Columnus Metallicus: May's Heavy Metal By Louise Brown
, May 23rd, 2016 09:43
Louise Brown once again bestrides the world of metal like a damn colossus. This month she points her laser eyes at Grand Magus, Katatonia and Ghold among others...
You lot had better not be going out dressed like that - Savage Master on casual Friday
May: the month when the sun just peaks at over 13 degrees celsius and the metal community cut the sleeves off their t-shirts and swap all their Thin Lizzy and Scorpions pins from their leathers to their denim vests. Buying albums isn't so much a priority in May but we've found a few you can make an exception for. We know it's the month that the festivals start and precious pennies have to be saved for essentials like Muskelrock tickets, beer tokens and decisions like, “Should I go to Download because what if this is the last time we'll ever get to see Sabbath and Maiden?” Seriously, those are some scary questions. Motörhead were supposed to play a ton of festivals this year! Our favourite bands are creaking on towards retirement age, even Brian 'Thunder' Johnson has been put to pasture. Ritchie Blackmore is giving us one last trip down the Streets Of Dreams next month and I'll be front and centre during Whitesnake at Ramblin' Man Fair, y'know, just in case. The sun is shining, so there's no need for this pessimism; long live rock & roll, so dictates Sir Blackmore. If The Rolling Stones are still touring, there's hope for our heroes and when all's said and done, the new crop of bands reviewed in this column ain't so shoddy, that there's a future in this heavy metal lark yet.
Electric Citizen – Higher Times
This Sin-cinnati foursome are leading us down the path of temptation toward Higher Times this summer, and don't mind if we do. Fronted by the bewitching Laura Dolan, this is the right kind of spooky pop that will have us dancing under the influence in some field, somewhere, at 5am. Opener Evil (why sugarcoat things?) starts with all the Sabbathian might you'd expect from a band in flares and tassled waistcoats (and that's just the blokes), but the thunder clouds part for some Summer In The City style Lovin' Spoonful boogie, ramping up the tempo and making us shake what our mammas gave us. You gotta lose it and groove it when this album's on. Yeah, we could list all the Captain Beyond, Moby Grape cliches at this point, but Electric Citizen are a modern band. Sure, those bands are on their turntables but they're coming at it from a contemporary perspective, remembering that Sonic Youth and Earth were just as influenced by Pentagram as the modern crop of retro hip-swingers. Laura's voice ain't pretty, it's got soul but it ain't soulful, there's a punky, grungey croon over her band's psychedelic wall of sound and hard rock power. In fact, there's nothing to say that fans of Velocity Girl or Throwing Muses won't get down to this along with the vintage doom cult.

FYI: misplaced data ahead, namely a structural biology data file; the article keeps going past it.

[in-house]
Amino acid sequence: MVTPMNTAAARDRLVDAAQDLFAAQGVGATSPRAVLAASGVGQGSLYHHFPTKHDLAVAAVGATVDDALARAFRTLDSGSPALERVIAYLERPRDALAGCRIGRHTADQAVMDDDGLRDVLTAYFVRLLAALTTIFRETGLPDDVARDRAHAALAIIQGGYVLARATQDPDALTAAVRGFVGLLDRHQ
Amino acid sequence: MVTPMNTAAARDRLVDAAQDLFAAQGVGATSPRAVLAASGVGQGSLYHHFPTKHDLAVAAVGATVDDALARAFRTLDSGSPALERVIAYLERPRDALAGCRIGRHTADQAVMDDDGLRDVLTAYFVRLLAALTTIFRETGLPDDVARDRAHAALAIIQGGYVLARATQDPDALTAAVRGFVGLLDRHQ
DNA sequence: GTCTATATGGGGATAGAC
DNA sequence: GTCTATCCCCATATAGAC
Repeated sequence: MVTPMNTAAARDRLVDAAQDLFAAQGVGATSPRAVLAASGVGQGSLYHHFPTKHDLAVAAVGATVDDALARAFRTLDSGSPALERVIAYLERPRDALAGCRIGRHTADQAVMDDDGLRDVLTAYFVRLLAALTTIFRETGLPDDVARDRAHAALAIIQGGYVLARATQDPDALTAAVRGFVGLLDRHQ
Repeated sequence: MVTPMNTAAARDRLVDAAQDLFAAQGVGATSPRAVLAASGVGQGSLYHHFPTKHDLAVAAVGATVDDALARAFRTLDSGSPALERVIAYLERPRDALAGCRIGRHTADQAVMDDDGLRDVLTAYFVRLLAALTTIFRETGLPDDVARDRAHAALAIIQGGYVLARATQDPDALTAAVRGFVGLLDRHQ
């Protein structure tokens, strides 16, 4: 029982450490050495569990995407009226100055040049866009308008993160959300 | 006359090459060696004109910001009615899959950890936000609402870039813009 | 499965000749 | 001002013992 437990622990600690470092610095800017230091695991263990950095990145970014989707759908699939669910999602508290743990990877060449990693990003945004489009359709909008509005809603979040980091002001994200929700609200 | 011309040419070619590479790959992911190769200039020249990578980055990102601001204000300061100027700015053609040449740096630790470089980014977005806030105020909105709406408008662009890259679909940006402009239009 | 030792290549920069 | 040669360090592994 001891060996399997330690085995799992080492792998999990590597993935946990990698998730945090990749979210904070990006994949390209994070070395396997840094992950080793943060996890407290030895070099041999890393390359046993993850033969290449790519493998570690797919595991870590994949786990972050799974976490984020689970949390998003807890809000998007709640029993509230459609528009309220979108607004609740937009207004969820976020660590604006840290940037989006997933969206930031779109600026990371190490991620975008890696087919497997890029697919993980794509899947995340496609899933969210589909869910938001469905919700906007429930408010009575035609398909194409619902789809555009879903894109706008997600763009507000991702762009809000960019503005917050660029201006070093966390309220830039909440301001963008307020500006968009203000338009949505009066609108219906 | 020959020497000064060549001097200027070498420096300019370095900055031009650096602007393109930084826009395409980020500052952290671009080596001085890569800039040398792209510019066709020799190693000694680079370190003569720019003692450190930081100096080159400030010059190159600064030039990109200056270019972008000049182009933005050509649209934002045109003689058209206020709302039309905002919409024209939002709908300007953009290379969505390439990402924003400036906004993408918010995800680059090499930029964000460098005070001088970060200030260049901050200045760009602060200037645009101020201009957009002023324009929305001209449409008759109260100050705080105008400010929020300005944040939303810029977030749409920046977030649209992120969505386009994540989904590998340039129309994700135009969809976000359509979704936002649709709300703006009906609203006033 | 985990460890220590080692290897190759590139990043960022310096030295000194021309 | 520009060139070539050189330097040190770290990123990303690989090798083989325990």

Katatonia – The Fall Of Hearts
There's always got to be that one party pooper. As soon as the sun comes out and you're dancing in the garden, they're the ones in the big black jumper muttering about skin cancer and reminding you that it will be winter before you know it. Katatonia are that band. Don't release your new album in May, you bastards. Wait until October like all good gothic doomsters. Man, this is such a bummer but damn it's gorgeous. Give me that big black jumper, I feel the need to be cocooned and melt away with The Fall Of Hearts on repeat. The Swedish death metal depressives really drunk the Kool Aid in 2006 with The Great Cold Distance, distancing themselves from their extreme metal past and going all Perfect Circle on us. Along with Anathema and Opeth, they've fully embraced the prog and with this, their tenth album, they're going for the heart with twelve songs (not counting a slew of bonus tracks, one of which has metal miser Gregor Mackintosh of Paradise Lost on guest guitars) of introspective gloom and doom. New string-slinger Roger Öjersson from Tiamat adds some hope with some nimble-fingered solos that would impress fellow country man Yngwie J. Katatonia are the Leaders of pessimistic prog and when the English summer shits the bed this album will lend all the comfort we need.
Ghold – Pyr
Staying out of the sun, on their third album, South London sludge duo Ghold have drafted guitarist Oliver Martin to add an extra layer to their already multi-textured sonic tower. Crafting a monolith of sound, Ghold are the band that make you miss Fudge Tunnel, or dig out that Corrupted record from the depths of your collection. Armed with just bass, amp, pedals and drums, they weave a tale of crushing doom, teasing the listener with an uneasy minute or two of silence before first song, 'Collusion With Traitors' kicks in proper. There's a neanderthal fury on Pyr and they ramp up the unease by the end of the first track only to jolt the listener to life with a blood-curding, black metal shriek at the start of Blud. The album's piece-de-resistance is the 20-minute Despert Thang, the bass adding the creepy soundtrack to a cavernous crawl through some subterranean temple with chanting monks and horrors untold. Ghold's primordial sludge is not gratuitous, it's a masterclass of doom-laden sturm und drang with an eerie, dread-filled undercurrent that sets the heart pacing and the mind wandering.